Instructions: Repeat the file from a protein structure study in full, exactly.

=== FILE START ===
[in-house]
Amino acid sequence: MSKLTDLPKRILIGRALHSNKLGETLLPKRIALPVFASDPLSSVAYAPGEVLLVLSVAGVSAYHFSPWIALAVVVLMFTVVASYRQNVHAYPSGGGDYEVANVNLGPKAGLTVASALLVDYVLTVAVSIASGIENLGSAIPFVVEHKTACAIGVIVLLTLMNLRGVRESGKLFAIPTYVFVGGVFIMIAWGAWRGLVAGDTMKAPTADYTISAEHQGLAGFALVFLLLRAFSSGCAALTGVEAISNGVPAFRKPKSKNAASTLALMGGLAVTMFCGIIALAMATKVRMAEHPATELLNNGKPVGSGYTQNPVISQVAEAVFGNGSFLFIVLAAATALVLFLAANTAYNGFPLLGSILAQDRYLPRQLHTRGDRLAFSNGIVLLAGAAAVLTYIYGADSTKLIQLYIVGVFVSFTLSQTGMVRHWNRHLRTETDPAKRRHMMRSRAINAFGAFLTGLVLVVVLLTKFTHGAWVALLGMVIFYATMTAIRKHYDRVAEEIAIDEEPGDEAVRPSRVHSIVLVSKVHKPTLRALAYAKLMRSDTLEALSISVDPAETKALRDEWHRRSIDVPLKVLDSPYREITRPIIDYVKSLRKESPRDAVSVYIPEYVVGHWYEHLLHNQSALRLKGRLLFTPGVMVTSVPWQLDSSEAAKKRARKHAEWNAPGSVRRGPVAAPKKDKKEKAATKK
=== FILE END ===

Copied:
[in-house]
Amino acid sequence: MSKLTDLPKRILIGRALHSNKLGETLLPKRIALPVFASDPLSSVAYAPGEVLLVLSVAGVSAYHFSPWIALAVVVLMFTVVASYRQNVHAYPSGGGDYEVANVNLGPKAGLTVASALLVDYVLTVAVSIASGIENLGSAIPFVVEHKTACAIGVIVLLTLMNLRGVRESGKLFAIPTYVFVGGVFIMIAWGAWRGLVAGDTMKAPTADYTISAEHQGLAGFALVFLLLRAFSSGCAALTGVEAISNGVPAFRKPKSKNAASTLALMGGLAVTMFCGIIALAMATKVRMAEHPATELLNNGKPVGSGYTQNPVISQVAEAVFGNGSFLFIVLAAATALVLFLAANTAYNGFPLLGSILAQDRYLPRQLHTRGDRLAFSNGIVLLAGAAAVLTYIYGADSTKLIQLYIVGVFVSFTLSQTGMVRHWNRHLRTETDPAKRRHMMRSRAINAFGAFLTGLVLVVVLLTKFTHGAWVALLGMVIFYATMTAIRKHYDRVAEEIAIDEEPGDEAVRPSRVHSIVLVSKVHKPTLRALAYAKLMRSDTLEALSISVDPAETKALRDEWHRRSIDVPLKVLDSPYREITRPIIDYVKSLRKESPRDAVSVYIPEYVVGHWYEHLLHNQSALRLKGRLLFTPGVMVTSVPWQLDSSEAAKKRARKHAEWNAPGSVRRGPVAAPKKDKKEKAATKK